The prices fluctuate, but as of November 2018 the 65-inch A6500 costs £849, the 55-inch model is around £599, the 50-inch version is £499 and 43-inch model is £399. Read our review of the Hisense H55A6500UK, H50A6500UK and H43A6500UK to see how they got on in our tests.

Hisense A6250 and A6200 

The cheapest two ranges in Hisense's line-up are the A6250 and A6200. Other than their design (the A6250 is dark grey and the A6200 is black), the TVs are identical. 

There's not much to pick between these and the A6500s either. All support the same HDR formats and use the VIDAA U operating system. The differences are likely to be how the picture and sound are tuned. More time may have been spent on the A6500s to give them a slight edge in quality and justify the higher price.

The A6250 range is exclusive to Argos, while the A6200s are more widely available, so prices may fluctuate despite both ranges being technically the same.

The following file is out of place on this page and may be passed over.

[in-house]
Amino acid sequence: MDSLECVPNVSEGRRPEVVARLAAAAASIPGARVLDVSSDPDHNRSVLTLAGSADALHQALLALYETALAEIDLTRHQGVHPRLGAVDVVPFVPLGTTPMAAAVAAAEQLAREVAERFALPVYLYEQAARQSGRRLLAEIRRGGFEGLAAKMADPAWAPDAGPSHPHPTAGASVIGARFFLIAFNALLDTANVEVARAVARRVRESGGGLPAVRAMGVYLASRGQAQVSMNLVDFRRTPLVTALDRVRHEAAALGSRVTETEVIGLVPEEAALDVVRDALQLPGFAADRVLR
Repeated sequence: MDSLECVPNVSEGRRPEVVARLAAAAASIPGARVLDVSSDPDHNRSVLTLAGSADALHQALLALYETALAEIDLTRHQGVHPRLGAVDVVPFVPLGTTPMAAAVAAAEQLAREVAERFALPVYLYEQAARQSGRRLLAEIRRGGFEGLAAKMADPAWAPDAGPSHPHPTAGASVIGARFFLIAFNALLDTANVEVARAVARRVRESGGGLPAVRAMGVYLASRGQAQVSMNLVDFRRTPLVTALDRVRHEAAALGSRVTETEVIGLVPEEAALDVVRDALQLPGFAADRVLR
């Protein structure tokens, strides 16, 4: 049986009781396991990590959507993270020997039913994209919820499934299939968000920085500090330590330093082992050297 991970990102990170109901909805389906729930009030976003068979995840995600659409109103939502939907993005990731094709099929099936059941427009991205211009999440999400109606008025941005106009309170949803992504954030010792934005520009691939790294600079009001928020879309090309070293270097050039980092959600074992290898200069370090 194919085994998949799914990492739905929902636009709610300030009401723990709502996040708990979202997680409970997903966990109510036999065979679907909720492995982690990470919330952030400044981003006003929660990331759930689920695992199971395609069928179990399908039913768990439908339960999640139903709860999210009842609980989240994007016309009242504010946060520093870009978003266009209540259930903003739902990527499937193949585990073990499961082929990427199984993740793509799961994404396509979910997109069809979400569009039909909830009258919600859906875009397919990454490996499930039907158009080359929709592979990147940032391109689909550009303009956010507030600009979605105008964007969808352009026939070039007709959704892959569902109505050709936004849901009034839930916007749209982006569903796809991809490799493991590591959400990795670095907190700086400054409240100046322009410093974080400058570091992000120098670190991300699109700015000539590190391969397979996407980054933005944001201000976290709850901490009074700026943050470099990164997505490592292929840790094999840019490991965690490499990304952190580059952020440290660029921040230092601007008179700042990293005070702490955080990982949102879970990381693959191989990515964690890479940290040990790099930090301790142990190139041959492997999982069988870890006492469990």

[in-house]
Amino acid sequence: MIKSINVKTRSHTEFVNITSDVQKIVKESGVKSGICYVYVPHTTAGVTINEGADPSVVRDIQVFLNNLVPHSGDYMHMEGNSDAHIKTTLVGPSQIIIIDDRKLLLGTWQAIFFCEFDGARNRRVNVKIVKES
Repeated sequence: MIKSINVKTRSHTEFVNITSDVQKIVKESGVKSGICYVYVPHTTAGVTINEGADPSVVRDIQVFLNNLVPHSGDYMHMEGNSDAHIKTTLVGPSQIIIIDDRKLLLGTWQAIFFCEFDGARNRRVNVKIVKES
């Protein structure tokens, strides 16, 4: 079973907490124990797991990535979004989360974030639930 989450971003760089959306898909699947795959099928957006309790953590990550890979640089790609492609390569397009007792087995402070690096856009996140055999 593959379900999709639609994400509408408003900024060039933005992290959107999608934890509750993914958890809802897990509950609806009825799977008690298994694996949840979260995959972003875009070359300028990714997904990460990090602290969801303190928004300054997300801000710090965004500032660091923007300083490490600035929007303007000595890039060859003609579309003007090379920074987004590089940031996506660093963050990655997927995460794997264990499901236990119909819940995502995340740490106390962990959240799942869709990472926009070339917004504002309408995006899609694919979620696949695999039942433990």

A 65-inch model costs around £699, the 55-inch one is £479, the 50-inch version is £399 and the 43-inch set is just £329. Prices are correct as of November 2018.

To see whether any of these bargain TVs got Best Buy scores, head to our Hisense H55A6200UK, H50A6200UK and H43A6200UK reviews.

Hisense A5600 

As with the other leading manufacturers, Hisense still releases a handful of HD TVs every year. It had three in 2018: the two Full HD A5600s and a smaller 32-inch model, which is HD Ready.

The features are pared back. There's no HDR, which isn't uncommon for HD TVs, and they don't use the VIDAA U operating system. But they're still smart, so you can download streaming apps, such as Netflix and Amazon Video. The more basic smart system doesn't allow for any sort of customisation of your app library, however.

As of November 2018, the 43-inch A5600 costs around £329, the 39-inch model is £249 and the 32-inch HD Ready set is £199. You can see how the latter scored in our Hisense H32A5600UK review.